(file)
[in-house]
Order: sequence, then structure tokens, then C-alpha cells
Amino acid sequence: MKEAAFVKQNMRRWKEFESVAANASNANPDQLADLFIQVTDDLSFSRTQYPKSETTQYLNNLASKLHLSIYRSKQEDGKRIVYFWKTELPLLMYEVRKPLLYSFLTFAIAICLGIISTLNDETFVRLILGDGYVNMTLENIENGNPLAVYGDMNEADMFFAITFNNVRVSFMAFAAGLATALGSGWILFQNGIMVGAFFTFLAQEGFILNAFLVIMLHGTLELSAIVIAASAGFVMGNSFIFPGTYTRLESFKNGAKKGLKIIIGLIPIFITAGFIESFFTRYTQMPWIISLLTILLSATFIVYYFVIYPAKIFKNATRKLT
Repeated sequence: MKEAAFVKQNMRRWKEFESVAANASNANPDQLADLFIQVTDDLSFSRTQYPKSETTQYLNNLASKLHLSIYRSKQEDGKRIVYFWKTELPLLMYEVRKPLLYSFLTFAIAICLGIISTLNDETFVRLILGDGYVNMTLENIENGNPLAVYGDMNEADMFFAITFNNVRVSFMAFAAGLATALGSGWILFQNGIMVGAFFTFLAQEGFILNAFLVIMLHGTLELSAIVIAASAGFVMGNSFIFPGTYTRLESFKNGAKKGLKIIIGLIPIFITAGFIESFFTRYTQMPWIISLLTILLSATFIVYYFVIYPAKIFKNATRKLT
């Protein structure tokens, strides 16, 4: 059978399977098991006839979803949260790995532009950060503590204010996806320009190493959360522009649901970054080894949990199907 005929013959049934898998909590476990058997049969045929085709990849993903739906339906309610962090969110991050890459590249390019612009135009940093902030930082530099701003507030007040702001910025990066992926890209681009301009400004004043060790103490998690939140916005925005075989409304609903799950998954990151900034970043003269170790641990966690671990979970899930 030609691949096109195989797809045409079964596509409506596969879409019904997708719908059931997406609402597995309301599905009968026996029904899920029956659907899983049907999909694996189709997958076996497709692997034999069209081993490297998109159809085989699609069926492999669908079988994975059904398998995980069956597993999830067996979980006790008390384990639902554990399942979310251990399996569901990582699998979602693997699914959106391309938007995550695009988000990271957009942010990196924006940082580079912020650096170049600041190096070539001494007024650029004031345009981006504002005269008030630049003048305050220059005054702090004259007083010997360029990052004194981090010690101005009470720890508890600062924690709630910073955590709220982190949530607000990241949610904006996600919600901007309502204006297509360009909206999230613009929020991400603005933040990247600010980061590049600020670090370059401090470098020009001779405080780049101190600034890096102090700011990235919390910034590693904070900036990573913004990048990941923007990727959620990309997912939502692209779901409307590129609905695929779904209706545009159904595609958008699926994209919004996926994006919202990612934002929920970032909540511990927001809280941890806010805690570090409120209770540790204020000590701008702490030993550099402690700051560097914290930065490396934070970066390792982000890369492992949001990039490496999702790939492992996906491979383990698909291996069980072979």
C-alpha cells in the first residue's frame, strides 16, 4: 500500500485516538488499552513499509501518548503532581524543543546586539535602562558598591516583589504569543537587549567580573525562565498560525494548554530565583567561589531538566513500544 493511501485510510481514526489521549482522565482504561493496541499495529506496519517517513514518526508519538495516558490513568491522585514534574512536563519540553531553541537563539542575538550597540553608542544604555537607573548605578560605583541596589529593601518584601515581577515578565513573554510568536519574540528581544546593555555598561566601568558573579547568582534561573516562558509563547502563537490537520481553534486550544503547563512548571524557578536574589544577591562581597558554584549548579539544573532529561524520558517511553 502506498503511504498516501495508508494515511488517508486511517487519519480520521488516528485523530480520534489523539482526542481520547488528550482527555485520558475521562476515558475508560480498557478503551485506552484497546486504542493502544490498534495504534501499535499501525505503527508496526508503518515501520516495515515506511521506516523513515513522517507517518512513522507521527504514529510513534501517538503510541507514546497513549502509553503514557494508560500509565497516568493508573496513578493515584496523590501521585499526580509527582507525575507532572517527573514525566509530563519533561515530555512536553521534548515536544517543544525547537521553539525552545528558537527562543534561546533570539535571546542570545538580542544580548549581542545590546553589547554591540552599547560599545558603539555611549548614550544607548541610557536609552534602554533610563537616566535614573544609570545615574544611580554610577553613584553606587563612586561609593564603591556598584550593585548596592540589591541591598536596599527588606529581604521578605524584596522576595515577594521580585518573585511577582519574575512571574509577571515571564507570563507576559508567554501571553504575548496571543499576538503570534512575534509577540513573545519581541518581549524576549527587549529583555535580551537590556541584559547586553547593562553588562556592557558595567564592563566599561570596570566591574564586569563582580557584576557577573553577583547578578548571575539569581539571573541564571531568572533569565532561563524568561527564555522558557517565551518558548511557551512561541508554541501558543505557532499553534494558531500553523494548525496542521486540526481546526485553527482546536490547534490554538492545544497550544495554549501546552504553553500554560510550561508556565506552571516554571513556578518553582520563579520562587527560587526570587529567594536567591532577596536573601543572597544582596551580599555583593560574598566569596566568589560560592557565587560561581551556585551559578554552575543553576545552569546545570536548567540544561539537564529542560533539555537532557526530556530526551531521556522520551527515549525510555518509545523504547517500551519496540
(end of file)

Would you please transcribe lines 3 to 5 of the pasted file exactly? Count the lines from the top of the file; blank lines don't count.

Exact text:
Amino acid sequence: MKEAAFVKQNMRRWKEFESVAANASNANPDQLADLFIQVTDDLSFSRTQYPKSETTQYLNNLASKLHLSIYRSKQEDGKRIVYFWKTELPLLMYEVRKPLLYSFLTFAIAICLGIISTLNDETFVRLILGDGYVNMTLENIENGNPLAVYGDMNEADMFFAITFNNVRVSFMAFAAGLATALGSGWILFQNGIMVGAFFTFLAQEGFILNAFLVIMLHGTLELSAIVIAASAGFVMGNSFIFPGTYTRLESFKNGAKKGLKIIIGLIPIFITAGFIESFFTRYTQMPWIISLLTILLSATFIVYYFVIYPAKIFKNATRKLT
Repeated sequence: MKEAAFVKQNMRRWKEFESVAANASNANPDQLADLFIQVTDDLSFSRTQYPKSETTQYLNNLASKLHLSIYRSKQEDGKRIVYFWKTELPLLMYEVRKPLLYSFLTFAIAICLGIISTLNDETFVRLILGDGYVNMTLENIENGNPLAVYGDMNEADMFFAITFNNVRVSFMAFAAGLATALGSGWILFQNGIMVGAFFTFLAQEGFILNAFLVIMLHGTLELSAIVIAASAGFVMGNSFIFPGTYTRLESFKNGAKKGLKIIIGLIPIFITAGFIESFFTRYTQMPWIISLLTILLSATFIVYYFVIYPAKIFKNATRKLT
């Protein structure tokens, strides 16, 4: 059978399977098991006839979803949260790995532009950060503590204010996806320009190493959360522009649901970054080894949990199907 005929013959049934898998909590476990058997049969045929085709990849993903739906339906309610962090969110991050890459590249390019612009135009940093902030930082530099701003507030007040702001910025990066992926890209681009301009400004004043060790103490998690939140916005925005075989409304609903799950998954990151900034970043003269170790641990966690671990979970899930 030609691949096109195989797809045409079964596509409506596969879409019904997708719908059931997406609402597995309301599905009968026996029904899920029956659907899983049907999909694996189709997958076996497709692997034999069209081993490297998109159809085989699609069926492999669908079988994975059904398998995980069956597993999830067996979980006790008390384990639902554990399942979310251990399996569901990582699998979602693997699914959106391309938007995550695009988000990271957009942010990196924006940082580079912020650096170049600041190096070539001494007024650029004031345009981006504002005269008030630049003048305050220059005054702090004259007083010997360029990052004194981090010690101005009470720890508890600062924690709630910073955590709220982190949530607000990241949610904006996600919600901007309502204006297509360009909206999230613009929020991400603005933040990247600010980061590049600020670090370059401090470098020009001779405080780049101190600034890096102090700011990235919390910034590693904070900036990573913004990048990941923007990727959620990309997912939502692209779901409307590129609905695929779904209706545009159904595609958008699926994209919004996926994006919202990612934002929920970032909540511990927001809280941890806010805690570090409120209770540790204020000590701008702490030993550099402690700051560097914290930065490396934070970066390792982000890369492992949001990039490496999702790939492992996906491979383990698909291996069980072979």